The footprints were discovered by amateur paleontologist Kerry Rees on a beach in Penarth, Wales last year.
They occur over a 50 meter long stretch of coastline.
The study said “evidence of large tetrapods from the late Triassic from Britain is rare” before adding that the spores have not yet been linked to an exact species.
Co-author of the paper, Professor Paul Barrett, who researches dinosaurs at the Natural History Museum in London, said the number of footprints allows the site to be a place where sauropods gathered.
“There are hints of tracks made by individual animals, but because there are so many prints of slightly different sizes, we think there is more than one track maker involved,” he said.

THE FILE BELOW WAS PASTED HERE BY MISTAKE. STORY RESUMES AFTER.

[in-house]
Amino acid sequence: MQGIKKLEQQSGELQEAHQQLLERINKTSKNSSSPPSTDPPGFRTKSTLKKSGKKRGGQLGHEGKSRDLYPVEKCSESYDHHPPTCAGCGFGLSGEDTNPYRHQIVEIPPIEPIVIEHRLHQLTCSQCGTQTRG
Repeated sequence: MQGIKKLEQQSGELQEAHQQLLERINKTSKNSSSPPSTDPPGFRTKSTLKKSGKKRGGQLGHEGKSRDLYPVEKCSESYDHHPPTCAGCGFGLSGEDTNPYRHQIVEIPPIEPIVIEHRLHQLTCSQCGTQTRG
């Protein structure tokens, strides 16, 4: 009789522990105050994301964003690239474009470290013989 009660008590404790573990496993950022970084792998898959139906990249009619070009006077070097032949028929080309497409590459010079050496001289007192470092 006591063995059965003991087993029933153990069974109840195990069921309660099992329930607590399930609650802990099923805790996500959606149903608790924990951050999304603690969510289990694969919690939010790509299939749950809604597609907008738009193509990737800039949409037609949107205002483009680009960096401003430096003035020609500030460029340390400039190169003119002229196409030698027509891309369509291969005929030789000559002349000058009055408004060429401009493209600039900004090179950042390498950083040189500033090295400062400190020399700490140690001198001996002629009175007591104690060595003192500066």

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“These types of tracks are not very common worldwide, so we think this is an interesting addition to our knowledge of Triassic life in the UK.
“Our record of Triassic dinosaurs in this country is quite small, so anything we can find from the period adds to our picture of what was going on at that time.”
Sauropod dinosaurs were herbivores and the largest land animals that roamed the earth.
They first evolved in the early Jurassic period, 201 million to 174 million years ago, and continued into the Cretaceous.
In May this year, a team of paleontologists found large bones belonging to a sauropod dinosaur in outback Queensland.
Robyn Mackenzie, director and paleontologist at the Eromanga Natural History Museum, told 9News.com.au that the bones probably belong to a new species, which she estimated to be about 95 million years old.